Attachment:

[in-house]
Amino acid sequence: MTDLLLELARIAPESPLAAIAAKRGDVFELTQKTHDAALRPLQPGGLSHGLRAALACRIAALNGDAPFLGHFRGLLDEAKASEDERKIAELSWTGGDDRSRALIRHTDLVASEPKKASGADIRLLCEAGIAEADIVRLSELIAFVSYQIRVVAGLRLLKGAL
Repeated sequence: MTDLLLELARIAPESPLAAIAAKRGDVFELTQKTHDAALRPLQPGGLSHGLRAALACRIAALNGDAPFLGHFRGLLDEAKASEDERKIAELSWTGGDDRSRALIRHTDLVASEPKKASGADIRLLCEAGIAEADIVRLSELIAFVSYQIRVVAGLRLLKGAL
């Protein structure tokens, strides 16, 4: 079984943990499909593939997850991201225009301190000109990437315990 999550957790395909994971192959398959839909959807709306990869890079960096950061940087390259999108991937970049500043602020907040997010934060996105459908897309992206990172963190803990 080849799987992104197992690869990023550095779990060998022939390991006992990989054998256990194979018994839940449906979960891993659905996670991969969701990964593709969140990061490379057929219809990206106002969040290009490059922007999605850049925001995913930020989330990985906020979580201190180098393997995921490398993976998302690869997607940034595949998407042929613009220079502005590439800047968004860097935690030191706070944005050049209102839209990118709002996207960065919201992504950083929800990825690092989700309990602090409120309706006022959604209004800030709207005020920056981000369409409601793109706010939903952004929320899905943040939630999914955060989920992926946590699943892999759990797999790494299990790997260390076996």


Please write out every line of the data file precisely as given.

[in-house]
Amino acid sequence: MTDLLLELARIAPESPLAAIAAKRGDVFELTQKTHDAALRPLQPGGLSHGLRAALACRIAALNGDAPFLGHFRGLLDEAKASEDERKIAELSWTGGDDRSRALIRHTDLVASEPKKASGADIRLLCEAGIAEADIVRLSELIAFVSYQIRVVAGLRLLKGAL
Repeated sequence: MTDLLLELARIAPESPLAAIAAKRGDVFELTQKTHDAALRPLQPGGLSHGLRAALACRIAALNGDAPFLGHFRGLLDEAKASEDERKIAELSWTGGDDRSRALIRHTDLVASEPKKASGADIRLLCEAGIAEADIVRLSELIAFVSYQIRVVAGLRLLKGAL
């Protein structure tokens, strides 16, 4: 079984943990499909593939997850991201225009301190000109990437315990 999550957790395909994971192959398959839909959807709306990869890079960096950061940087390259999108991937970049500043602020907040997010934060996105459908897309992206990172963190803990 080849799987992104197992690869990023550095779990060998022939390991006992990989054998256990194979018994839940449906979960891993659905996670991969969701990964593709969140990061490379057929219809990206106002969040290009490059922007999605850049925001995913930020989330990985906020979580201190180098393997995921490398993976998302690869997607940034595949998407042929613009220079502005590439800047968004860097935690030191706070944005050049209102839209990118709002996207960065919201992504950083929800990825690092989700309990602090409120309706006022959604209004800030709207005020920056981000369409409601793109706010939903952004929320899905943040939630999914955060989920992926946590699943892999759990797999790494299990790997260390076996």